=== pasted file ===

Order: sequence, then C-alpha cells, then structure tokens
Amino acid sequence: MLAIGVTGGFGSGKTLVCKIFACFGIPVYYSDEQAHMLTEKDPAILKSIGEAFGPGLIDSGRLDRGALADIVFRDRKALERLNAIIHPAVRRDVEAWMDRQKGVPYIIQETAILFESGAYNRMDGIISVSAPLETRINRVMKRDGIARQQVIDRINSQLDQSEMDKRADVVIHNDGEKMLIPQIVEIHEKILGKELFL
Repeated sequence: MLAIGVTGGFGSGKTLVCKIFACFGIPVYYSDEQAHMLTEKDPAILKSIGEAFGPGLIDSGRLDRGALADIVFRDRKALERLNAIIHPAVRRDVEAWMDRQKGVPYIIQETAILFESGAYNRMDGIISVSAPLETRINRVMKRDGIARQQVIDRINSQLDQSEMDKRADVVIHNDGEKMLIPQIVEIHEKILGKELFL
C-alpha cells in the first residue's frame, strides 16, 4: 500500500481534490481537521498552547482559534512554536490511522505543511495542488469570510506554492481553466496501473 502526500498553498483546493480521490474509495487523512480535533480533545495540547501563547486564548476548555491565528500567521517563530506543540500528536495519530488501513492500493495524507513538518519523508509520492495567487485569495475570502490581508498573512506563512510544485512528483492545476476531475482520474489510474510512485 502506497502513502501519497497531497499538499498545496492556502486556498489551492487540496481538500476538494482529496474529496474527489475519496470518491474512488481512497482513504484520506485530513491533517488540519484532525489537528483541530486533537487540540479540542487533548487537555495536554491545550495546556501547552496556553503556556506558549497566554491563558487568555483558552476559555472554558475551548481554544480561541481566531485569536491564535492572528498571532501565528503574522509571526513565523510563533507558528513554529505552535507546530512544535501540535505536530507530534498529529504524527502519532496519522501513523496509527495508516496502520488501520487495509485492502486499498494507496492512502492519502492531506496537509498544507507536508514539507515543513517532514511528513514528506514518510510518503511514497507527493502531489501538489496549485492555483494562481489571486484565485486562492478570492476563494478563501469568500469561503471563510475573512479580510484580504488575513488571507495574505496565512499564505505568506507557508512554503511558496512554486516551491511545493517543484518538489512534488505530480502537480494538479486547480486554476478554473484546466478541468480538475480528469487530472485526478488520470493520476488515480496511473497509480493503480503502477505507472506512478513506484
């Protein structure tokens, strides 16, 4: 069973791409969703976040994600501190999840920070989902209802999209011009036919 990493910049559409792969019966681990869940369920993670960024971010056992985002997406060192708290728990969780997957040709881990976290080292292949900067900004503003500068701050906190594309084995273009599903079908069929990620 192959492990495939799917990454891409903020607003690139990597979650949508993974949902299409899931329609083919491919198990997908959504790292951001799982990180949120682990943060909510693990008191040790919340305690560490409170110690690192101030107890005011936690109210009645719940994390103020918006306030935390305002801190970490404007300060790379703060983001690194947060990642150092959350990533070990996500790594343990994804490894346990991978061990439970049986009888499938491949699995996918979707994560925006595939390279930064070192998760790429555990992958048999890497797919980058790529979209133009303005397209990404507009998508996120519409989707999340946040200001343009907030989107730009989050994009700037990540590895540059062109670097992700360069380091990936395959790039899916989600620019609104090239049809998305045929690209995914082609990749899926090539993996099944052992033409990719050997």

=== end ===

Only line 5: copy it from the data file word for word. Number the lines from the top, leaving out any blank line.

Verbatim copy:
């Protein structure tokens, strides 16, 4: 069973791409969703976040994600501190999840920070989902209802999209011009036919 990493910049559409792969019966681990869940369920993670960024971010056992985002997406060192708290728990969780997957040709881990976290080292292949900067900004503003500068701050906190594309084995273009599903079908069929990620 192959492990495939799917990454891409903020607003690139990597979650949508993974949902299409899931329609083919491919198990997908959504790292951001799982990180949120682990943060909510693990008191040790919340305690560490409170110690690192101030107890005011936690109210009645719940994390103020918006306030935390305002801190970490404007300060790379703060983001690194947060990642150092959350990533070990996500790594343990994804490894346990991978061990439970049986009888499938491949699995996918979707994560925006595939390279930064070192998760790429555990992958048999890497797919980058790529979209133009303005397209990404507009998508996120519409989707999340946040200001343009907030989107730009989050994009700037990540590895540059062109670097992700360069380091990936395959790039899916989600620019609104090239049809998305045929690209995914082609990749899926090539993996099944052992033409990719050997």